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South Korea banks on Kenya, other African countries on Expo

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South Korea's Prime Minister Han Duck-soo
South Korea's Prime Minister Han Duck-soo

South Korean government is banking on the support of African countries to clinch hosting rights for the World Expo, pitching a “bridge” between developed and developing nations.

South Korea Prime Minister Han Duck-soo was this week in Paris marketing his country’s prowess to host the World Expo in 2030 in its coastal city of Busan, telling a press conference his country was investing everything in it.

“Busan is more attractive and diverse than cities it is competing with,” he said on Thursday, promising that his country will deliver based on a “well-developed, well-placed and well-experienced” Expo in 2030.

“The Republic of Korea is a country that can serve as a bridge between developing and developed countries,” Han said in a pitch for Busan to host the World Expo.

Granted by the Bureau International des Expositions (BIE), World Expo is traditionally a gathering of nations to present their achievements in technology, as well as solutions to current global problems.

South Korea is seeking individual votes from African countries including Kenya when the decision comes up for the vote sometimes next year. Each member state of the BIE carries one vote and winners must garner at least two thirds.

The General Assembly of the BIE was also an occasion to pitch his country’s ability to host the event that often runs for as long as five months.

“Nobody doubts Busan’s capability,” he told journalists at the end of the assembly, saying that the country has nurtured a tradition of “working together on education, innovation and cooperation with the world.”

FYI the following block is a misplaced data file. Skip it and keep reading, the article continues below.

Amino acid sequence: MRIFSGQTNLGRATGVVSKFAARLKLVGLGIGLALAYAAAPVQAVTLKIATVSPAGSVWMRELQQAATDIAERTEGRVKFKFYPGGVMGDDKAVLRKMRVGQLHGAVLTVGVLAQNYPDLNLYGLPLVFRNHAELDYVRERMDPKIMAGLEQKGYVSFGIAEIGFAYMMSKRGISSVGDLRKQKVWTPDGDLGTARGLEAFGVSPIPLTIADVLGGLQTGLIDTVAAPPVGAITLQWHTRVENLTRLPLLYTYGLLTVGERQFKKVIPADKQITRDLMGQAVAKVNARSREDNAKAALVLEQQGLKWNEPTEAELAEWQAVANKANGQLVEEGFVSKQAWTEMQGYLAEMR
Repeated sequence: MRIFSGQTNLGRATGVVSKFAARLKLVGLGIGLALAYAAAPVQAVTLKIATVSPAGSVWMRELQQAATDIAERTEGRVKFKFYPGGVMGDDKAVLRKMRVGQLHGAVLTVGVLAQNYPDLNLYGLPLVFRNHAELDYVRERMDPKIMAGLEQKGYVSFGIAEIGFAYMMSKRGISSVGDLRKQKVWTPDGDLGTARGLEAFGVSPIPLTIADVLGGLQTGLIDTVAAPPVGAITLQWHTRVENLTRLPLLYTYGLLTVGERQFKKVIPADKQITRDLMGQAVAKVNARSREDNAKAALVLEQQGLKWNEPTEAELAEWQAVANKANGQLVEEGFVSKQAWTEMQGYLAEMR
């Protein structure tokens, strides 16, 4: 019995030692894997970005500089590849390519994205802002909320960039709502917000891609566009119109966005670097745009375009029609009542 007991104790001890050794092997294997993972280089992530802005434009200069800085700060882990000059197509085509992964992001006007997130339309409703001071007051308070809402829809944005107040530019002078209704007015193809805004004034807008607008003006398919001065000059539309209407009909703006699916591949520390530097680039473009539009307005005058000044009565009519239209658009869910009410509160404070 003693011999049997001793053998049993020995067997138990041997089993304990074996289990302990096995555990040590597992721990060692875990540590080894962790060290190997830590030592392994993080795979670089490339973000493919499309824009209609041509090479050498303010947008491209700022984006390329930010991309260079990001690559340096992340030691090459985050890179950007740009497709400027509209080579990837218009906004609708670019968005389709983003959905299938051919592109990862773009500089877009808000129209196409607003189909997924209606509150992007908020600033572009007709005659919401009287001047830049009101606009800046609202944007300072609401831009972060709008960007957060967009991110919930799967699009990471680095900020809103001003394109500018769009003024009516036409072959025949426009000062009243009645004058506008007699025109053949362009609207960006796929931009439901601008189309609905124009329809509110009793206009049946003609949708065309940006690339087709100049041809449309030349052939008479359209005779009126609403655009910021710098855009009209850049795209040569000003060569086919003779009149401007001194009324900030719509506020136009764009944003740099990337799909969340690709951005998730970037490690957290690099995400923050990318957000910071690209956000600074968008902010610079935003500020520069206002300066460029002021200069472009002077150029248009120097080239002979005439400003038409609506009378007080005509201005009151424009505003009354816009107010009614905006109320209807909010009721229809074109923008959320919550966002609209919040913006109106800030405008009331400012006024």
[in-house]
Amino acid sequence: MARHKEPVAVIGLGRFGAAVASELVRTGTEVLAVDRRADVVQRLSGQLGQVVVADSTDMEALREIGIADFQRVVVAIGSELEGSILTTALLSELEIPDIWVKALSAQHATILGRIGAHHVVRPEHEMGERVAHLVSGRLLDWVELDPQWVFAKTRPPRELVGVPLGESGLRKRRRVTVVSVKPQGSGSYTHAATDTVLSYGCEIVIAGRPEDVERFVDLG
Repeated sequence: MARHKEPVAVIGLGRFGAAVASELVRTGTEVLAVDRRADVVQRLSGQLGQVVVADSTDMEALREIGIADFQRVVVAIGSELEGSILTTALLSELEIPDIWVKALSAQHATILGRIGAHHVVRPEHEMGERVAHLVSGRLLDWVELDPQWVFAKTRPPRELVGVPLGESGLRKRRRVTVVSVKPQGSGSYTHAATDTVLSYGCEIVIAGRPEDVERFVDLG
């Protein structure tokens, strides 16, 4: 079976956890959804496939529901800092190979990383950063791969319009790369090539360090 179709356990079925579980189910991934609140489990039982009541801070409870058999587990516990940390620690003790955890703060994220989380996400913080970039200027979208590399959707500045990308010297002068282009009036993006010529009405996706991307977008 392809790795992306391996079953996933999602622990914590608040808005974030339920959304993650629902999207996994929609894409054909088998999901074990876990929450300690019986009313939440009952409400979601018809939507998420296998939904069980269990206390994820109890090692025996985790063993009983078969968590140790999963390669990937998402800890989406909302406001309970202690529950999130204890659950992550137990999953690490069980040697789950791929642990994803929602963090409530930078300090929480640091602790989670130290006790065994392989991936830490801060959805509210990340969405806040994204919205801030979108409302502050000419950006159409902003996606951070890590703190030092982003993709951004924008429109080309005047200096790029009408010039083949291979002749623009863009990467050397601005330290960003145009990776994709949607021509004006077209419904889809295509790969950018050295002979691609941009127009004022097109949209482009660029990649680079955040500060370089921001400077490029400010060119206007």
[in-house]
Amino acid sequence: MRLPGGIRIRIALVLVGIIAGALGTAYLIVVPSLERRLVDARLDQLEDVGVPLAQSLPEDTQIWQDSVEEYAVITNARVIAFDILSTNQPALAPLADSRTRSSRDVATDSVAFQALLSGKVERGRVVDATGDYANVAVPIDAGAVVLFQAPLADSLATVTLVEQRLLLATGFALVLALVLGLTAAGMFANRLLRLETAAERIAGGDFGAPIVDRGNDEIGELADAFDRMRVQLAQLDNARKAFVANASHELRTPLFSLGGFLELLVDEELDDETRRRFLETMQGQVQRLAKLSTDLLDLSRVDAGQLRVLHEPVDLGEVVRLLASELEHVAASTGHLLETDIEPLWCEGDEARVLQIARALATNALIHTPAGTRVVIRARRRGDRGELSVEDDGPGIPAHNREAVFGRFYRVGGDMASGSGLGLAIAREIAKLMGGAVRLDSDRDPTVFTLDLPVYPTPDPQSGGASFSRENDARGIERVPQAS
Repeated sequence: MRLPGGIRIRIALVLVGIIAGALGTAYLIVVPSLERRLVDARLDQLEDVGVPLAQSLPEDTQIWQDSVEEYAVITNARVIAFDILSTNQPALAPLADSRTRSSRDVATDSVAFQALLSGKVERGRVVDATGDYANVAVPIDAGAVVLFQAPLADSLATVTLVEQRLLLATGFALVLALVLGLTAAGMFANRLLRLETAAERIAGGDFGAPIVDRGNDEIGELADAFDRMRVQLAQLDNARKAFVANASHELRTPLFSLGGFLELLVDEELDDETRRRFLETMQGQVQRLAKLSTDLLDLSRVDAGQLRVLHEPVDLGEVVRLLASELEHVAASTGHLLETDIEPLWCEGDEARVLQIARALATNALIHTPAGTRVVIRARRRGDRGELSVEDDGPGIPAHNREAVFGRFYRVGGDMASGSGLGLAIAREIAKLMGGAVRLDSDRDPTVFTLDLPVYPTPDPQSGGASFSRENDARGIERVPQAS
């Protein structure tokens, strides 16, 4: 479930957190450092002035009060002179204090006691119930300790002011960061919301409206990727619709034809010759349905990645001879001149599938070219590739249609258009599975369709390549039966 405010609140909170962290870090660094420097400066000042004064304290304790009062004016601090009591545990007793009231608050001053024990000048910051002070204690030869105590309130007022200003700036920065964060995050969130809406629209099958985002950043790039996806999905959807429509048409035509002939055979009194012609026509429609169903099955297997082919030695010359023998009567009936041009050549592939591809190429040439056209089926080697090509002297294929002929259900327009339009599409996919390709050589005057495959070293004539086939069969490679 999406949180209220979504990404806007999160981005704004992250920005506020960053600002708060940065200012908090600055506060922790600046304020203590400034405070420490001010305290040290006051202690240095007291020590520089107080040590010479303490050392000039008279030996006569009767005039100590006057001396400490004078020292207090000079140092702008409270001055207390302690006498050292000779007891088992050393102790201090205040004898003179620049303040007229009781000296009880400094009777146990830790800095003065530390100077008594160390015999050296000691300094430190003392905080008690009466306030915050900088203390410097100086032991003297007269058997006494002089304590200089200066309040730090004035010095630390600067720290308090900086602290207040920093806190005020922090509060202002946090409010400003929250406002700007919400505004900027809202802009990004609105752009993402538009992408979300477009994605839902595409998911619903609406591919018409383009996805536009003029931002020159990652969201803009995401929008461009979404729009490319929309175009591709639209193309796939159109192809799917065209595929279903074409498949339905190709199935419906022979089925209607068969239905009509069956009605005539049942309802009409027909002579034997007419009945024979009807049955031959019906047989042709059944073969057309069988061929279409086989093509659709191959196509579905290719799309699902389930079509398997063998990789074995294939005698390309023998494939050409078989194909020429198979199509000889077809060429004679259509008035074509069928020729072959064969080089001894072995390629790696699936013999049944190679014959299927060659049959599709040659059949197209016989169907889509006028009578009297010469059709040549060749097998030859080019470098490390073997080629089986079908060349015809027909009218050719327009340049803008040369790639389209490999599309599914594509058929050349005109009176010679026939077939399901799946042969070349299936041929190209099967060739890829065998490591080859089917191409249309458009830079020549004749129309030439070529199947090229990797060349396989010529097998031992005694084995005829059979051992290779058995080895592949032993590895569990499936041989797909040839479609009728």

According to the PM, a vote for South Korea will be suitable because his country has laid elaborate plans to present an expo under the theme: Transforming our world, navigating toward a better future.

In their bid, tabled last year, Busan city Mayor Park Hyung-joon then said South Korea seeks to showcase how a better future will rely on relationships between humans, technology and nature and the need “to make a world-wide and harmonious future amid unprecedented changes such as the Fourth Industrial Revolution and Coronavirus pandemic.”

South Korea, says it hopes to promote high-tech including next-generation semiconductors, artificial intelligence and robots, while relating these innovations with climate change and how to respond to the problem.

The government of President Yoon Suk-Yeol, inaugurated in May, has said it will put everything in preparing for the 2030 expo should member states vote his country in.

After he took power, he created Busan Expo transition team to continue preparations in transition and reoganised the bidding team to work under the Prime Minister

South Korea must defeat two other countries seeking hosting rights: Italy and Saudi Arabia. It has presented its bid as a platform to solve problems facing mankind, such as the spread of Covid-19, climate, and environmental crisis,” according to a bid brochure publicised to member states recently. It has promised a vision for “a major transformation” based on a ‘de-carbon’ economy and high-tech sector, at its venue of Bukhang Port in Busan.

At least 32 million visitors could visit Busan, bringing it at least $36 million.

The World Expo, now 150 years old, now has 170 member states to the BIE. BIE began vetting applicants for the 2030 hosting rights six months ago, as is tradition when hosts are elected at least six years to the due date.